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The arrival of blockchain technology signals a profound shift in our society. Its implementation has given rise to bitcoin and at least a thousand other cryptocurrencies whose combined market cap has reached well into the hundreds of billions of dollars. However, adoption has not been uniform. As the technology underpinning cryptocurrency continues to evolve, we may be headed for a digital divide comparable to that of the Internet.
The case for exploring cryptocurrency is quite simple: With bitcoin prices rising 1,000% over the past two years, investors are increasingly becoming interested in the world of digital currency. In other words, they are seeking reliable entry into a rapidly expanding asset class that has received a lot of bad press in recent years.
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Once viewed as an obscure and esoteric currency, bitcoin is now considered a leading alternative asset. Contrary to belief, bitcoin is not just some random trend but a byproduct of several years of growth and innovation. Bitcoin has been the best-performing currency in six of the past seven years, and in 2017 is giving us another run for our money.
The concept behind Bitcoin was first penned in a 2008 white paper by Satoshi Nakamoto, the person or entity responsible for the original blockchain protocol. The search for Satoshi Nakamoto continues to this day, as no information pertaining to his true identity has been uncovered.
Bitcoin is a digital currency that relies on encryption techniques to regulate its generation, usage and transfer. There is no physical bitcoin, only balances maintained on a public ledger along with transactions. These balances and transactions are verified by a massive amount of computing power commonly referred to as the Bitcoin network.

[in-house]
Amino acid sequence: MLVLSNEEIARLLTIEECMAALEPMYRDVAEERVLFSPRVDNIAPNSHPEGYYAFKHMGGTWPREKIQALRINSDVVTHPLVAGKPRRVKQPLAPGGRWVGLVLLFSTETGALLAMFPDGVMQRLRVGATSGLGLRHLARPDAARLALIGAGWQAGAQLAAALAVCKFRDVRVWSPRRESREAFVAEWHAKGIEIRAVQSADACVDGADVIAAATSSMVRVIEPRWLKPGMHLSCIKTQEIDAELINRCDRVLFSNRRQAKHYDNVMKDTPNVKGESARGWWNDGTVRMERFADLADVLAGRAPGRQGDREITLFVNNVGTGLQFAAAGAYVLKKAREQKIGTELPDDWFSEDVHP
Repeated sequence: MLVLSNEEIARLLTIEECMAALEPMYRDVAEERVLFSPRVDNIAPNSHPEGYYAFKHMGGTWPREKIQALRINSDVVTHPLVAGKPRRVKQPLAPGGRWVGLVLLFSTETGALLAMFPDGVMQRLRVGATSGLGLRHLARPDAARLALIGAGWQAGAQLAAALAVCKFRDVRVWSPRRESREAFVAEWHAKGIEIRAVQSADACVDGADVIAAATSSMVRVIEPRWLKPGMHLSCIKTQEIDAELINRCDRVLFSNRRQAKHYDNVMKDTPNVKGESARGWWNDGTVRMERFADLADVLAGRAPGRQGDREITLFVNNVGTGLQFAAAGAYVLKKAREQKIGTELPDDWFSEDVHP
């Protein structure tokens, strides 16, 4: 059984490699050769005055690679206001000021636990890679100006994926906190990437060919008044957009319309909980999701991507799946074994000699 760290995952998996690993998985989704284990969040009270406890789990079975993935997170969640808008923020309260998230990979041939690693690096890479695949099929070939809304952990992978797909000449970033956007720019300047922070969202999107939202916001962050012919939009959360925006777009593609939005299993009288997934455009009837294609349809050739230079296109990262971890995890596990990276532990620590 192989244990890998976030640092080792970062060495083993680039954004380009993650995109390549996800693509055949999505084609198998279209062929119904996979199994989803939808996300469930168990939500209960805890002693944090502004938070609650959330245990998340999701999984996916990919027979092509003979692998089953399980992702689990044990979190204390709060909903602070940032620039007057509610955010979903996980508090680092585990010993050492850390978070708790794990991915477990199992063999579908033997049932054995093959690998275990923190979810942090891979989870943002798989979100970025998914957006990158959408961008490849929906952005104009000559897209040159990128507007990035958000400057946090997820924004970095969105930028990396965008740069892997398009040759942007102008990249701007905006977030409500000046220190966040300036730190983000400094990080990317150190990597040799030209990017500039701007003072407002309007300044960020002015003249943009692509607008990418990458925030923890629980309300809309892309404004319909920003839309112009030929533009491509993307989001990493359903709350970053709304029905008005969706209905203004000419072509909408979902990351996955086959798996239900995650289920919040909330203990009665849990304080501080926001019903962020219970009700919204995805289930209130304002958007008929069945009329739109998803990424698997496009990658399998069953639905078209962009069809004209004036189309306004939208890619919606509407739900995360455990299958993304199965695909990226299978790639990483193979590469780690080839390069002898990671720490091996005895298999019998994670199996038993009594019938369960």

Those who participate in the Bitcoin network are known as miners. They own the computing power used to generate new bitcoin and verify transactions on the blockchain – a public, immutable ledger that cannot be altered in any way. Miners are responsible for solving complex mathematical equations needed to mint new bitcoin – a process that occurs at a fixed but periodically declining rate until supply of coins reaches 21 million. This hard cap is not expected to be reached until the middle of the next century based on current mining trends. So, we’re talking at least 2140.
Miners are compensated via bitcoin for releasing new tokens into circulation, although the rate they receive declines incrementally through a series of “halving” events until the total supply of bitcoin is uncovered. The mining community maintains the integrity of the Bitcoin network, which operates independently of governments, central banks or other supranational institutions.
Bitcoin’s decentralized network, finite supply and integration of the blockchain are what have made it so popular, especially among investors. However, bitcoin’s association with criminality and the dark web has prompted governments to be much more cautious about accepting cryptocurrency into the fold of traditional payments. A lack of accuracy and adequacy of public disclosures has also prompted regulators to halt trading in shares that are exposed to cryptocurrency. Regulators have also rejected plans for a bitcoin ETF, citing the risk of fraud and a lack of uniform regulation across the global bitcoin market. Combined with the element of criminality associated with bitcoin, several governments have sought to limit access to the digital asset.